Recently plugged your N64 into your new TV only to find it looks worse than you remember? That’s because it does. Cue the UltraHDMI N64 mod.
The N64 wasn’t designed to work with LCD or LED HDTVs – they weren’t commonplace in the late ’90s.
As a result, the N64 looks pretty dreadful on modern sets because it hasn’t been optimised for them. In fact, it can’t even connect to some TVs nowadays.
UltraHDMI makes your N64 look like it did on a CRT back in the day, but on a modern flatscreen.
What is the UltraHDMI N64?
Developed by Retroactive, the UltraHDMI mod upscales your N64’s video output to high-definition resolutions.
It’s a circuit board that goes inside your N64 and adds a mini-HDMI connection port.
This port sits just below the original composite port, which you can still use. In fact, you can use both ports simultaneously – it’s a great way to compare the difference!
Using built-in firmware, you can choose a screen resolution up to 1080p and select a number of video-processing options. You can update the firmware using a flash cart such as an EverDrive 64.
The UltraHDMI N64 doesn’t improve the graphics or performance of N64 games. It only enhances the picture quality.
Why not just buy a composite-to-HDMI upscaler?
Unless you buy a high-end model, most composite-to-HDMI upscalers won’t look great.
Moreover, upscalers typically introduce lag. This means you may experience a delay between pressing a button and seeing the resulting action on screen.
Because the UltraHDMI kit connects directly to the N64’s internal chip, there’s very little lag (around 1 frame/16ms).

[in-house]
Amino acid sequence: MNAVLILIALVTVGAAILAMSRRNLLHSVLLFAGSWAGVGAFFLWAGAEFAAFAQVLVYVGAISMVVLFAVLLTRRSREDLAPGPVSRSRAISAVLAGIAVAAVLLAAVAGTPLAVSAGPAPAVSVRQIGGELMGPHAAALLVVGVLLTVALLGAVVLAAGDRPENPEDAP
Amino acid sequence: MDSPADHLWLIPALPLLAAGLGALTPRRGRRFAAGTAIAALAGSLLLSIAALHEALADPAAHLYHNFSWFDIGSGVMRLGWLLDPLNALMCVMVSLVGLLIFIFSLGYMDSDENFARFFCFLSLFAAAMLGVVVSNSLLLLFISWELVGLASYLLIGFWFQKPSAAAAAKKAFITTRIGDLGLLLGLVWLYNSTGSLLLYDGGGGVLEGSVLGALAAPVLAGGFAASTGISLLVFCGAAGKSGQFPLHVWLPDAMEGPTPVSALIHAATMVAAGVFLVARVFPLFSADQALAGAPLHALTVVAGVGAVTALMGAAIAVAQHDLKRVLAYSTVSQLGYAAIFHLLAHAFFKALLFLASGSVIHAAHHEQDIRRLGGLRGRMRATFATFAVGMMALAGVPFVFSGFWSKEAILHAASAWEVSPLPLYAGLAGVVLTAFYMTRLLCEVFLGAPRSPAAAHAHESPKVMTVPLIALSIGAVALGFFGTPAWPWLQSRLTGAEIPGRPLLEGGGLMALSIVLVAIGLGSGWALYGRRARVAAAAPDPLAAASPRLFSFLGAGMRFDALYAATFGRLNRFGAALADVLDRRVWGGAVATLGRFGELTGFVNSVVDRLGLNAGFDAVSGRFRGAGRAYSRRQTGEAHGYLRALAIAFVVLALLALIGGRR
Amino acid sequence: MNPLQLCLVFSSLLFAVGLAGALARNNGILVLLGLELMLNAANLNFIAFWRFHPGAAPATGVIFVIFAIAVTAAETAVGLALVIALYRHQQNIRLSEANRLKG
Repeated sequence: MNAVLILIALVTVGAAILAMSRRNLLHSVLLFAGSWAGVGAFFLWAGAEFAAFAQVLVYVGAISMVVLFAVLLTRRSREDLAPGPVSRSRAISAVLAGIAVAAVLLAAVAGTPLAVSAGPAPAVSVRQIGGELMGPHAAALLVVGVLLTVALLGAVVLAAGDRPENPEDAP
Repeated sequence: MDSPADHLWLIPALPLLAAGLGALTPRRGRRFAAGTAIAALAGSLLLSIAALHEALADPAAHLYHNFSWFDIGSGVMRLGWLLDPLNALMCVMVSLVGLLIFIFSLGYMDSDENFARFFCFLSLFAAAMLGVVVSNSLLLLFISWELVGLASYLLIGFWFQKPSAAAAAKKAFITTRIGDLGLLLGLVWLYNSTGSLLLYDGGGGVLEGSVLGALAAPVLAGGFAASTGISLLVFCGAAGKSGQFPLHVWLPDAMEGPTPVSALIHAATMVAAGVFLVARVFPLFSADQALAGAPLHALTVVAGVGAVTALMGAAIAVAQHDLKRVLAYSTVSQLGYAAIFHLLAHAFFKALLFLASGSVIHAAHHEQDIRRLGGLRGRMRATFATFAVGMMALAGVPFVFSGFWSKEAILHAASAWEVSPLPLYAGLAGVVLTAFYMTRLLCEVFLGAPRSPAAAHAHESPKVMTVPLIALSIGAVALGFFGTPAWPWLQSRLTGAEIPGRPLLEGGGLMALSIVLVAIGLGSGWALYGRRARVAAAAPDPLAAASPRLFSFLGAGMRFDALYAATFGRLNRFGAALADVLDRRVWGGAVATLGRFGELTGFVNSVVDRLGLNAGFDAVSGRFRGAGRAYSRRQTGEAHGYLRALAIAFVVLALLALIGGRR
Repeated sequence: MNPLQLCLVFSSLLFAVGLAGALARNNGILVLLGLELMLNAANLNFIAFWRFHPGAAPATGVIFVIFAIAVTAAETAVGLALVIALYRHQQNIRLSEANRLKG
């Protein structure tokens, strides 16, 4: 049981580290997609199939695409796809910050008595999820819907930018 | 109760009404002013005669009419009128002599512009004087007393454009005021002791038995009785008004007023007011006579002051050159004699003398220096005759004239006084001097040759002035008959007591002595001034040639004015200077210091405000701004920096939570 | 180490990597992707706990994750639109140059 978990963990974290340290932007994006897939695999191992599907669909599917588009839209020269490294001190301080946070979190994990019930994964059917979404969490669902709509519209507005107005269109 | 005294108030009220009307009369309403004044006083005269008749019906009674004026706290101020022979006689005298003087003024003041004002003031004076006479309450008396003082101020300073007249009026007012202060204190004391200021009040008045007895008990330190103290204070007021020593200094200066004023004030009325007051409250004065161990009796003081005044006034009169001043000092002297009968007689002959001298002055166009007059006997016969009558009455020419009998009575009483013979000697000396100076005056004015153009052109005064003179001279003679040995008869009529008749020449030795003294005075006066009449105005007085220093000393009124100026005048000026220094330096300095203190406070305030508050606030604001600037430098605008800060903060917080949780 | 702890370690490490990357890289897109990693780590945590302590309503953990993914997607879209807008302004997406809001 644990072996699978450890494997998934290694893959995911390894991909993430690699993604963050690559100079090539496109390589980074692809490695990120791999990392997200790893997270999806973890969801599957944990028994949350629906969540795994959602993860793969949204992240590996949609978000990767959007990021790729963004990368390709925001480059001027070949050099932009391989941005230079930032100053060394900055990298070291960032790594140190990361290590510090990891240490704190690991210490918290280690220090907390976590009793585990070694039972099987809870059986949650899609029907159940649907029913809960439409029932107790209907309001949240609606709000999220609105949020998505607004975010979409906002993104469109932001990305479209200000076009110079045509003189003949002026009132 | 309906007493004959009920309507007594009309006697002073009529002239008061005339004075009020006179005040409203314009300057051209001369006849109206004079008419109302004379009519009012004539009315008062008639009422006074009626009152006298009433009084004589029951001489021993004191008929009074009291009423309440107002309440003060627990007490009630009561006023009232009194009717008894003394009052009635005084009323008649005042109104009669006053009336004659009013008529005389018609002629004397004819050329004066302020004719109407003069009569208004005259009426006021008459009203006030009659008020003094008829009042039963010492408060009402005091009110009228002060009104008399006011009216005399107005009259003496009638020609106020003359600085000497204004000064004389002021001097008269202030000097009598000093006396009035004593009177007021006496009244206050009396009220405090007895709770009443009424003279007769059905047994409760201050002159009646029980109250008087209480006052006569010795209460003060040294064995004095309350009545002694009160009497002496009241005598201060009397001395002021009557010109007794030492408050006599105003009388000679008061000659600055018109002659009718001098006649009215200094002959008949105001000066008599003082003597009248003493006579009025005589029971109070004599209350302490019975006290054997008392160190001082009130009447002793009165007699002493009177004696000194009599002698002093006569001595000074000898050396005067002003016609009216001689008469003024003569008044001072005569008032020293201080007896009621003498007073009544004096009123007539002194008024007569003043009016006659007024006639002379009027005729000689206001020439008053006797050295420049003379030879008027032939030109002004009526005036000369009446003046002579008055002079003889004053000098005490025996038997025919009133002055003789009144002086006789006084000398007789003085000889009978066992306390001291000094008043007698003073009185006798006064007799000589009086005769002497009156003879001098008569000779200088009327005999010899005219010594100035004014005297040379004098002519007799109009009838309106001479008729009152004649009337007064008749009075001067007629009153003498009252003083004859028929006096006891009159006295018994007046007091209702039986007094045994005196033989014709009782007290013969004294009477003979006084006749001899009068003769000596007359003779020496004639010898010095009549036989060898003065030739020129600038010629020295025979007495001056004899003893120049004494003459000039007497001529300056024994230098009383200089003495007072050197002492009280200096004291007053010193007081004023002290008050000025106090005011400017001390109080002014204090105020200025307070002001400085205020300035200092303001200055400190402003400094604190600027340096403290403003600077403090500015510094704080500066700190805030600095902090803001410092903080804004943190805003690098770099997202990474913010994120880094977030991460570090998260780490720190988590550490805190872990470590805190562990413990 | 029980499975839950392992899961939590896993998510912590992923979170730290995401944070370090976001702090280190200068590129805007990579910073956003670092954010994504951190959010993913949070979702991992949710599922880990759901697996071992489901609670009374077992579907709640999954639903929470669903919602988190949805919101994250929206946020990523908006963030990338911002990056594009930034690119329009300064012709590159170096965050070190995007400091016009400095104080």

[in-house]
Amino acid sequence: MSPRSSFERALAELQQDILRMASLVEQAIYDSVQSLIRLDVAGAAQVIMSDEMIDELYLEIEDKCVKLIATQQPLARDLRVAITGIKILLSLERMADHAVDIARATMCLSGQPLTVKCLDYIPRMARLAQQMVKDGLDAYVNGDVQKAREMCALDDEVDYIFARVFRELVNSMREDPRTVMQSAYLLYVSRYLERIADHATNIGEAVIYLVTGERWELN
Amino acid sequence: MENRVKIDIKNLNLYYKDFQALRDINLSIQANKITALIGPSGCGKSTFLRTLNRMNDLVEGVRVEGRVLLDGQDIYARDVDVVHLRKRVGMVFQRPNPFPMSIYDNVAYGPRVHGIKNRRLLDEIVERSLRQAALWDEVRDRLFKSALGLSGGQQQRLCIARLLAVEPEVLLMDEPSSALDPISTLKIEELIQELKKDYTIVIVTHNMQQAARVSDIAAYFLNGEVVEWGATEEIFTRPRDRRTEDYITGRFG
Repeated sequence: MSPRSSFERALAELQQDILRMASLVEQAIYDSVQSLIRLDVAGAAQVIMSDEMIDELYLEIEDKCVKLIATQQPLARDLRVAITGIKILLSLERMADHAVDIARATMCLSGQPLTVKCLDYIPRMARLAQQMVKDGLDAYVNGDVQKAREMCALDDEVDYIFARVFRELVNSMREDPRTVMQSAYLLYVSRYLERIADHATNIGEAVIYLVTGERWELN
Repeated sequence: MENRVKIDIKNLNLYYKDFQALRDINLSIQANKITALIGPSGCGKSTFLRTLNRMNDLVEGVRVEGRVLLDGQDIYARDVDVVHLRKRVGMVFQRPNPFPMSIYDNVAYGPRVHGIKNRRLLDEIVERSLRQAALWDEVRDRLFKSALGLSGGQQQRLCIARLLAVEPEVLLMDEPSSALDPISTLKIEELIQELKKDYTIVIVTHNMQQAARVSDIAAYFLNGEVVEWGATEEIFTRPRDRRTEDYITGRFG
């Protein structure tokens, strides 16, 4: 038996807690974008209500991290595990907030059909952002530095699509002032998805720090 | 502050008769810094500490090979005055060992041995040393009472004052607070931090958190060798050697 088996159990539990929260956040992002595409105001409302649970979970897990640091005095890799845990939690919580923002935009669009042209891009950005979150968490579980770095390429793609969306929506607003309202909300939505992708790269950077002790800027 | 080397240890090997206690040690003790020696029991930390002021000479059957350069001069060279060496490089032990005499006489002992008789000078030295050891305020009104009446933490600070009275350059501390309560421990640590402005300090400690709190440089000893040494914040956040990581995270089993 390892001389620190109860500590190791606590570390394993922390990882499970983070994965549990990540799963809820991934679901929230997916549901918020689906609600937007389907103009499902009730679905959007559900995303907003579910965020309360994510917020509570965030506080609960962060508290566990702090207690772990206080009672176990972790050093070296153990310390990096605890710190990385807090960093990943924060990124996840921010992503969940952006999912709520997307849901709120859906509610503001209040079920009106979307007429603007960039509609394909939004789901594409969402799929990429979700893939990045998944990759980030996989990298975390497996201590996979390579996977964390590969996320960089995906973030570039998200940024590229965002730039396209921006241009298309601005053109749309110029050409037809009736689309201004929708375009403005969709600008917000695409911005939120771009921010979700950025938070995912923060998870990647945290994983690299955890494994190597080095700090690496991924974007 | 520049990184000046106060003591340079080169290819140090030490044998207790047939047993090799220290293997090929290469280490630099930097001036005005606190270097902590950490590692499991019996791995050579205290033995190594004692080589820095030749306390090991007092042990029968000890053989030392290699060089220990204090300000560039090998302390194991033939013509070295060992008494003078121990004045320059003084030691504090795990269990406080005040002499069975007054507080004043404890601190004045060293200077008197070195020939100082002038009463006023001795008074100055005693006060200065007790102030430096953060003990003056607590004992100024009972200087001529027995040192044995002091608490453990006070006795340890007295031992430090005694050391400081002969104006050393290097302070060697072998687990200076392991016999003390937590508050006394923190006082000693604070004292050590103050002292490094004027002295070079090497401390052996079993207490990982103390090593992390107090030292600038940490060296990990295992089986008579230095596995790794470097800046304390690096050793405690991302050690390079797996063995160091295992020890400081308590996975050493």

Accessing the UltraHDMI N64’s setup menu
Press L (or Z), R, C-right and right (D-pad or joystick) simultaneously to open the UltraHDMI N64’s setup menu.
It’s a good button combination – you’re unlikely to accidentally open the menu when playing. In fact, we’ve only experienced this issue with Sin & Punishment, and you can temporarily disable the hotkey anyway.
You can re-activate the UltraHDMI hotkey by powering up the N64 without a cartridge inserted.
When in the UltraHDMI setup menu, your controller inputs still affect any N64 software you are running.
Therefore, you need to be careful – accessing it mid-gameplay could negatively affect your game progress! For example, we almost formatted our Controller Pak in the EverDrive 64 menu by mistake.
UltraHDMI N64 mod – key features
The UltraHDMI N64 has a number of different settings.
You can turn many of these on and off individually, and use them in combination with one another.
There’s no right or wrong setup – it’s whatever you think looks best!
Resolutions and fill modes
The UltraHDMI N64 mod outputs in the following resolutions and aspect ratios:
- 480p, 4:3
- 576p, 4:3
- 720P, 16:9
- 1080p, 16:9.
In 720p and 1080p modes, you can choose different fill options. Normal mode will show the picture in 4:3 aspect ratio and add vertical black borders to the sides.
You can also stretch the image. But, we only recommend doing this for games that actually offer widescreen support.
There’s even a cinema mode for games with letterbox modes, such as GoldenEye 007 and World Driver Championship.